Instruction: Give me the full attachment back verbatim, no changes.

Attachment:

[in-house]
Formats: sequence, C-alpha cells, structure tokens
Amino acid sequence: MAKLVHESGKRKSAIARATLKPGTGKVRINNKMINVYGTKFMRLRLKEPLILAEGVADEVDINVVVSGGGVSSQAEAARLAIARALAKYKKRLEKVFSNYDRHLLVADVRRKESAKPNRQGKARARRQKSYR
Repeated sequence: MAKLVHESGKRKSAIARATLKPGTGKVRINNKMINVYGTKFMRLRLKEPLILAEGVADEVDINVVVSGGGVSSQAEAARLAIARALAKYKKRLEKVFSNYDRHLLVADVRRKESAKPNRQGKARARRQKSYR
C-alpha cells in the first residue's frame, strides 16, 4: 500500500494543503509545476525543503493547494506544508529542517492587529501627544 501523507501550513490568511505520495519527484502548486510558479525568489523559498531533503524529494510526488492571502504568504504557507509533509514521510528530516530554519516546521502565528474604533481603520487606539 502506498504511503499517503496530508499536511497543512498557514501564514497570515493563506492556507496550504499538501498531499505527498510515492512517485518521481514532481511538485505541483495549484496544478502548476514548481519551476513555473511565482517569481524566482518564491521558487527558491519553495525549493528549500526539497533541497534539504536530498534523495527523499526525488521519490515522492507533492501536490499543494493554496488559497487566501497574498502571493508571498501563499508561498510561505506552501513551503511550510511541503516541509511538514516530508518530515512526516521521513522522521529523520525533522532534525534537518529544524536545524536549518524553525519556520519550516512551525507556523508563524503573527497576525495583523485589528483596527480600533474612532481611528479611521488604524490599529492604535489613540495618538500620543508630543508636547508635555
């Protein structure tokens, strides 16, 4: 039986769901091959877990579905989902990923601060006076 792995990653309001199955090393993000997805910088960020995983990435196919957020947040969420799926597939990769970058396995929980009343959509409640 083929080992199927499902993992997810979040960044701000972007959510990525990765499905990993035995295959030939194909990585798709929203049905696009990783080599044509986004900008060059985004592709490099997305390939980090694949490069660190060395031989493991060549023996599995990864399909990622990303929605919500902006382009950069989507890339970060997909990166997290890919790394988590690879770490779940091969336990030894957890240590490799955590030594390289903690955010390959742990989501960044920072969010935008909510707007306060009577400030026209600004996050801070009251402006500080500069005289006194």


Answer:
[in-house]
Formats: sequence, C-alpha cells, structure tokens
Amino acid sequence: MAKLVHESGKRKSAIARATLKPGTGKVRINNKMINVYGTKFMRLRLKEPLILAEGVADEVDINVVVSGGGVSSQAEAARLAIARALAKYKKRLEKVFSNYDRHLLVADVRRKESAKPNRQGKARARRQKSYR
Repeated sequence: MAKLVHESGKRKSAIARATLKPGTGKVRINNKMINVYGTKFMRLRLKEPLILAEGVADEVDINVVVSGGGVSSQAEAARLAIARALAKYKKRLEKVFSNYDRHLLVADVRRKESAKPNRQGKARARRQKSYR
C-alpha cells in the first residue's frame, strides 16, 4: 500500500494543503509545476525543503493547494506544508529542517492587529501627544 501523507501550513490568511505520495519527484502548486510558479525568489523559498531533503524529494510526488492571502504568504504557507509533509514521510528530516530554519516546521502565528474604533481603520487606539 502506498504511503499517503496530508499536511497543512498557514501564514497570515493563506492556507496550504499538501498531499505527498510515492512517485518521481514532481511538485505541483495549484496544478502548476514548481519551476513555473511565482517569481524566482518564491521558487527558491519553495525549493528549500526539497533541497534539504536530498534523495527523499526525488521519490515522492507533492501536490499543494493554496488559497487566501497574498502571493508571498501563499508561498510561505506552501513551503511550510511541503516541509511538514516530508518530515512526516521521513522522521529523520525533522532534525534537518529544524536545524536549518524553525519556520519550516512551525507556523508563524503573527497576525495583523485589528483596527480600533474612532481611528479611521488604524490599529492604535489613540495618538500620543508630543508636547508635555
């Protein structure tokens, strides 16, 4: 039986769901091959877990579905989902990923601060006076 792995990653309001199955090393993000997805910088960020995983990435196919957020947040969420799926597939990769970058396995929980009343959509409640 083929080992199927499902993992997810979040960044701000972007959510990525990765499905990993035995295959030939194909990585798709929203049905696009990783080599044509986004900008060059985004592709490099997305390939980090694949490069660190060395031989493991060549023996599995990864399909990622990303929605919500902006382009950069989507890339970060997909990166997290890919790394988590690879770490779940091969336990030894957890240590490799955590030594390289903690955010390959742990989501960044920072969010935008909510707007306060009577400030026209600004996050801070009251402006500080500069005289006194």